fulltext_009 - Chapter 10 Laser Diffraction Contents 10.1...

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259 ±10.1± ±Characteristics±of±Laser±Diffraction±Technique±± Chapter 10 Laser Diffraction Contents 10.1 Characteristics of Laser Diffraction Technique . . . . . . . . . . . . . . . . . . . . . . . . . . . . . . 259 10.2 Principle of Operation . . . . . . . . . . . . . . . . . . . . . . . . . . . . . . . . . . . . . . . . . . . . . . . . . 260 10.3 Light Scattering Theories . . . . . . . . . . . . . . . . . . . . . . . . . . . . . . . . . . . . . . . . . . . . . . . 261 10.4 Instrument Set up . . . . . . . . . . . . . . . . . . . . . . . . . . . . . . . . . . . . . . . . . . . . . . . . . . . . . 268 10.5 Operation . . . . . . . . . . . . . . . . . . . . . . . . . . . . . . . . . . . . . . . . . . . . . . . . . . . . . . . . . . . 271 10.6 Operational Parameters. . . . . . . . . . . . . . . . . . . . . . . . . . . . . . . . . . . . . . . . . . . . . . . . . 273 10.7 Quality Aspects. . . . . . . . . . . . . . . . . . . . . . . . . . . . . . . . . . . . . . . . . . . . . . . . . . . . . . . 273 10.8 Qualification . . . . . . . . . . . . . . . . . . . . . . . . . . . . . . . . . . . . . . . . . . . . . . . . . . . . . . . . . 275 10.9 Limitations and Problems. . . . . . . . . . . . . . . . . . . . . . . . . . . . . . . . . . . . . . . . . . . . . . . 275 10.10 Error Sources and Diagnosis . . . . . . . . . . . . . . . . . . . . . . . . . . . . . . . . . . . . . . . . . . . . 279 10.11 Practical Notes . . . . . . . . . . . . . . . . . . . . . . . . . . . . . . . . . . . . . . . . . . . . . . . . . . . . . . . 280 10.12 Future Prospects . . . . . . . . . . . . . . . . . . . . . . . . . . . . . . . . . . . . . . . . . . . . . . . . . . . . . . 280 10.13 Definitions, Abbreviations and Symbols . . . . . . . . . . . . . . . . . . . . . . . . . . . . . . . . . . . 281 10.14 List of Instrument Manufacturers. . . . . . . . . . . . . . . . . . . . . . . . . . . . . . . . . . . . . . . . . 284 Bibliography. . . . . . . . . . . . . . . . . . . . . . . . . . . . . . . . . . . . . . . . . . . . . . . . . . . . . . . . . 285 Principle model-based PSD calculation from angular pattern of scat- tered light intensities Type of diameter (set of) equivalent light scatter diameter(s) Type of distribution volume based size distribution of a collective of spherical particles, having approximately the same scattering pattern as the dispersed sample Measurement range - overall 0.1–3,000 μm (in special set-ups up to about 10 mm or down to about 0.03 μm) - per measurement depending on optics and type of instrument Calibration no; manufacturer calibrates detector elements; qualification/validation recommended Sample types dispersed dry powders, sprays, suspensions, emulsions Sample size mg to gram quantities depending on particle size; larger quantities allowed for dispersed dry powders Measurement time 0.01–30 s Repeatability D 50 about 0.5% relative Bias D 50 smaller than 2% relative Resolution 10–40% relative, depends on size of detector elements and particles Sensitivity better than 5% (w/w) Traceability only indirectly H.G. Merkus, Particle Size Measurements, DOI 10.1007/978-1-4020-9015-8_10, © Springer Science+Business Media B.V. 2009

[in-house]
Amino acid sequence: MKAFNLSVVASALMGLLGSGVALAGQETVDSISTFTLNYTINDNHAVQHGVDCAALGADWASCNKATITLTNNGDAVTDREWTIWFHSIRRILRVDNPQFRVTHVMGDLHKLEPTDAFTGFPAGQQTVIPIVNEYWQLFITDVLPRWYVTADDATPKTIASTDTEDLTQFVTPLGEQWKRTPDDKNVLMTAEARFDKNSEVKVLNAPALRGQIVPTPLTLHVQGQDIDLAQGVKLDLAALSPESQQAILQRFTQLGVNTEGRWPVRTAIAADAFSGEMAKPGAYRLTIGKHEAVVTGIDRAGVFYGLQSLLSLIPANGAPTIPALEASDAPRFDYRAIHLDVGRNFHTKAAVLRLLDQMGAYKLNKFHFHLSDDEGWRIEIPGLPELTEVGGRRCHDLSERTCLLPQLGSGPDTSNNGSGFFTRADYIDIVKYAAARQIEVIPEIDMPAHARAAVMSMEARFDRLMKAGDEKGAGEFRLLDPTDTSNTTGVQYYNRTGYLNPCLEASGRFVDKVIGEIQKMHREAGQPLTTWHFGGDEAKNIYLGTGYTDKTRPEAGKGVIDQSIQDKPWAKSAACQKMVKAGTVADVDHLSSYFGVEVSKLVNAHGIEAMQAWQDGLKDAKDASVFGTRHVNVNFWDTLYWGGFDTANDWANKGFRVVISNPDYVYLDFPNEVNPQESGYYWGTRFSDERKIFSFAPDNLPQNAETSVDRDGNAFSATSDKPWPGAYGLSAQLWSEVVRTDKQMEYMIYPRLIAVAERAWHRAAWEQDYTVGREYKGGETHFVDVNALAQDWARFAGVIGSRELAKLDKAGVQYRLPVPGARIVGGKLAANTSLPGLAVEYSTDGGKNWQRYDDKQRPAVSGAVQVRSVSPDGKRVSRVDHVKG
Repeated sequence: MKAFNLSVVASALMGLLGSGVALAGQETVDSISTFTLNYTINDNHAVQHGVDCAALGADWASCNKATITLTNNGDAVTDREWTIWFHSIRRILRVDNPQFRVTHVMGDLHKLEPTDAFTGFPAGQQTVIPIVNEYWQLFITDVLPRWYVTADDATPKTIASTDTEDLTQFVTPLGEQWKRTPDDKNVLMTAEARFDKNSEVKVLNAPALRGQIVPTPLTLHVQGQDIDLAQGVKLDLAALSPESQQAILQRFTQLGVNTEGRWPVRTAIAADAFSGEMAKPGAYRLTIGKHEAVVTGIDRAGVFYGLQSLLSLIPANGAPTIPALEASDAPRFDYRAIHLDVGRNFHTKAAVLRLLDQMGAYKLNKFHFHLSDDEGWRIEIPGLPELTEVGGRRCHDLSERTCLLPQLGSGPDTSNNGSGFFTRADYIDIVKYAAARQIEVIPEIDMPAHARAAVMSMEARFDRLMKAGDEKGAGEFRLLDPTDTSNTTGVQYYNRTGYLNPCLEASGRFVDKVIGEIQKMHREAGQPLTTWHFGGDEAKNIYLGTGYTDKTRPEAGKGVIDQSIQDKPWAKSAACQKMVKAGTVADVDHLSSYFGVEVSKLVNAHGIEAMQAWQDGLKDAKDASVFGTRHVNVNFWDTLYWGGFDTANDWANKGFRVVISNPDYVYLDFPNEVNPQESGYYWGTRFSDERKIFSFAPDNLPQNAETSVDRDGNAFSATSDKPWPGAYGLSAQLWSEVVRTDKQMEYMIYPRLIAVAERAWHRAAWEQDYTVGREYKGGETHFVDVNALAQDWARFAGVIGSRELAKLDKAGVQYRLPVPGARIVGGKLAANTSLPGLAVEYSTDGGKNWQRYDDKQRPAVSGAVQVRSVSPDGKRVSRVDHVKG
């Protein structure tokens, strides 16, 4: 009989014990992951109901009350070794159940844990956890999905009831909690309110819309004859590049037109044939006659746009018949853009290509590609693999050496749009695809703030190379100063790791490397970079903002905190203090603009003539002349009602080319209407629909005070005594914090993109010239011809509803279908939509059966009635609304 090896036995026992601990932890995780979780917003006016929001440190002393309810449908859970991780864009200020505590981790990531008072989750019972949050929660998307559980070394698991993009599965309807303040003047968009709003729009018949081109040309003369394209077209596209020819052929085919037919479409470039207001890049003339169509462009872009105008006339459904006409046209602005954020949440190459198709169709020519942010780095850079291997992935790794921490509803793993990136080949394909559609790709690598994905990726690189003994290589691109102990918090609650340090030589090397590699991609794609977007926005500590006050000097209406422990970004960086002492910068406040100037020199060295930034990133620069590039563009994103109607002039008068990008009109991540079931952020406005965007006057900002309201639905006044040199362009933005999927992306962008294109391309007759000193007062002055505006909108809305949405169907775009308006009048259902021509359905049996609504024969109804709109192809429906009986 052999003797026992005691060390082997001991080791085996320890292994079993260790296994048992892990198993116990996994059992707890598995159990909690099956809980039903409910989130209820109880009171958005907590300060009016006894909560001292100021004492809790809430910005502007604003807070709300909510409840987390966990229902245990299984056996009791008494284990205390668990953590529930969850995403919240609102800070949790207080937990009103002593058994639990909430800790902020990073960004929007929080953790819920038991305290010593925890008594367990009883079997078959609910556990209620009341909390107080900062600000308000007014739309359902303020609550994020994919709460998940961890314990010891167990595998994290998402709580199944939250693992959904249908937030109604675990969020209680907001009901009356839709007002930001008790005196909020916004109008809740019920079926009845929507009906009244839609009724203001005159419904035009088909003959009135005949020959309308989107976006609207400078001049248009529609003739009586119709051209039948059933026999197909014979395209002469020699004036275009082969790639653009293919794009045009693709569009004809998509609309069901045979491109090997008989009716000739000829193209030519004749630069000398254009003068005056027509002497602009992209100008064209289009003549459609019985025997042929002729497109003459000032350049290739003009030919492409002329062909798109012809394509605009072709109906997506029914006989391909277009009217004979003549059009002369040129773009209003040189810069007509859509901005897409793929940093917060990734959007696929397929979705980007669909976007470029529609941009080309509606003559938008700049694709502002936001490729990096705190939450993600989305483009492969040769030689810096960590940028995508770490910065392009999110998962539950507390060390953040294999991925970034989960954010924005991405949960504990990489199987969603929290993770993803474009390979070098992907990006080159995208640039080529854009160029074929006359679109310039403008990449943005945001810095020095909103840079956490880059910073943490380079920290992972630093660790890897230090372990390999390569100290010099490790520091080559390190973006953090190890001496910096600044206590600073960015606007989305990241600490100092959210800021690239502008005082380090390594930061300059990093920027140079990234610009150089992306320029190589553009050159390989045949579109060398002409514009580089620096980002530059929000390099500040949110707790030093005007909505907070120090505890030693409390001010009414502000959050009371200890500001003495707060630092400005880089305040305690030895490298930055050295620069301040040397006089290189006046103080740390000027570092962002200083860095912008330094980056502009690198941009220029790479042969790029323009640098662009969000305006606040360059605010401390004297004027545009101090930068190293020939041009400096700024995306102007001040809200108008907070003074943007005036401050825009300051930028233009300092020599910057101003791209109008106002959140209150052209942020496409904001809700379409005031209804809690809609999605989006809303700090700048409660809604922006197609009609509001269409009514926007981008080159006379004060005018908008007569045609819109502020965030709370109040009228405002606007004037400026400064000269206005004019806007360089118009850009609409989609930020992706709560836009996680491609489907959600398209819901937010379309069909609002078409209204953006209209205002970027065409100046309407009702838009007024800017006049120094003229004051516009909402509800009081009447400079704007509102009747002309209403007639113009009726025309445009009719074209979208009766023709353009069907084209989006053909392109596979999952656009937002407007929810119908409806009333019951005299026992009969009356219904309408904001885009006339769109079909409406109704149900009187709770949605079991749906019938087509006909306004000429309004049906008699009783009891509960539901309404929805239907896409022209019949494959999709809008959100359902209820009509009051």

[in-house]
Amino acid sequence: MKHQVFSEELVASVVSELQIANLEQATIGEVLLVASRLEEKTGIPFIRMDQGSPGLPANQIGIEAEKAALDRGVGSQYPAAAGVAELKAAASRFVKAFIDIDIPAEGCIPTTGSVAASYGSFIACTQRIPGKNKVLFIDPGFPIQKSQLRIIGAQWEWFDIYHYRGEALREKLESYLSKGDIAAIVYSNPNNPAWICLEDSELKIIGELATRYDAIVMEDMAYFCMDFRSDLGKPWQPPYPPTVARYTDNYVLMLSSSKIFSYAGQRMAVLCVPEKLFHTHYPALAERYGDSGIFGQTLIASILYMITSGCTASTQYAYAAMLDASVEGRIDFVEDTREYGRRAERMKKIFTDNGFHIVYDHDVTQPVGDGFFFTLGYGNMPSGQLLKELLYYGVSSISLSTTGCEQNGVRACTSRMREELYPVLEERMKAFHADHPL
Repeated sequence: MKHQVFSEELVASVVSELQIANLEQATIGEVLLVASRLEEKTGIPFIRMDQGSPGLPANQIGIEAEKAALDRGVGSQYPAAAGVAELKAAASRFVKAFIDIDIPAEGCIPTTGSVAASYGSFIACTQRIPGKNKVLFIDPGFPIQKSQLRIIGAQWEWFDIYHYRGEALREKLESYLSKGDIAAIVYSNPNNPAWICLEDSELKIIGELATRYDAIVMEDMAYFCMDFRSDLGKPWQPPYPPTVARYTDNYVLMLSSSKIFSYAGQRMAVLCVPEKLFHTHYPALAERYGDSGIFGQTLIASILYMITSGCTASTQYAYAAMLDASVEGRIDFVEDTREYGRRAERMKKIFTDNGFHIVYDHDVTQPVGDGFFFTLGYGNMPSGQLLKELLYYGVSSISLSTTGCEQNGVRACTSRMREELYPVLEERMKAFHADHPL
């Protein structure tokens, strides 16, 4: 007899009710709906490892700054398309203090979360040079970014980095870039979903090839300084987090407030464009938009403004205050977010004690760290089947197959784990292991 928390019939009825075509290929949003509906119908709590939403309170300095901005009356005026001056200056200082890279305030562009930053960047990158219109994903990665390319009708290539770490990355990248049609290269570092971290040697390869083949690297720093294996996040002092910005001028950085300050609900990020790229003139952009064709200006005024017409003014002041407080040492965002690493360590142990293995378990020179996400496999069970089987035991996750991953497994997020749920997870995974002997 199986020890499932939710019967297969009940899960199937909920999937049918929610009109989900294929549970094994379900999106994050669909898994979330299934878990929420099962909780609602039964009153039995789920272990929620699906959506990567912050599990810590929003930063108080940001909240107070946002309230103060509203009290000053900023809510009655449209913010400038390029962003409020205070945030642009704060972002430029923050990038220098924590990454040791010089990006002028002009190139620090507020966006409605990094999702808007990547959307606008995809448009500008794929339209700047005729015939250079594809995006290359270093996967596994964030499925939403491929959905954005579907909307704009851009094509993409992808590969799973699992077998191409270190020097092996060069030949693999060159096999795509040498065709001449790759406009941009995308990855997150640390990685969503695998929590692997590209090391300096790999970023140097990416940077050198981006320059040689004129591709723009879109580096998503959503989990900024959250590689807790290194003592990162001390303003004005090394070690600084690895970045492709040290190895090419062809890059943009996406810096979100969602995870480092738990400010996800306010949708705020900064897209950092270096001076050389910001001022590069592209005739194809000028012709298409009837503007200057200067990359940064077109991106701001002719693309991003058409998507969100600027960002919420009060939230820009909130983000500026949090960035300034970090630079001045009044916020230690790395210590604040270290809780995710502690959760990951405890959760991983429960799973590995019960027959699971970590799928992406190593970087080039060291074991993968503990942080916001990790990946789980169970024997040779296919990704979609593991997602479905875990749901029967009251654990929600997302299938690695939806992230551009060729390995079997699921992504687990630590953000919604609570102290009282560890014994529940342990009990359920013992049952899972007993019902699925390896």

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260 10 Laser Diffraction ±10.2± ±Principle±of±Operation± At present, the standard name of the technique is laser diffraction (LD). Other names are: static light scattering (SLS), (near-) forward light scattering, low-angle laser light scattering (LALLS) and Fraunhofer diffraction. In this technique, the scattering pattern of monochromatic laser light by an ensemble of dispersed particles is measured on a series of detector elements posi- tioned at different angles, mostly in the forward direction. The measured detector signals are then converted (deconvoluted) to a particle size distribution (PSD), by using a model-based matrix. This matrix contains the calculated signals at all detector elements per unit volume of spherical particles for each of a defined set of size classes. Several theoretical models are being used: Fraunhofer, anoma- lous diffraction and Mie (see Sect. 10.3). The latter model requires knowledge of the real and imaginary part of the refractive index (RI). In some instruments, data obtained with different wavelengths or polarization directions are taken into account as well. Always, the particles are assumed to be spherical. For non-spher- ical particles, this leads to a distribution of equivalent light scatter diameters, which depends on particle orientation.
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This note was uploaded on 05/06/2010 for the course MECH. 28197 taught by Professor Dr.shafii during the Spring '10 term at Sharif University of Technology.

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fulltext_009 - Chapter 10 Laser Diffraction Contents 10.1...

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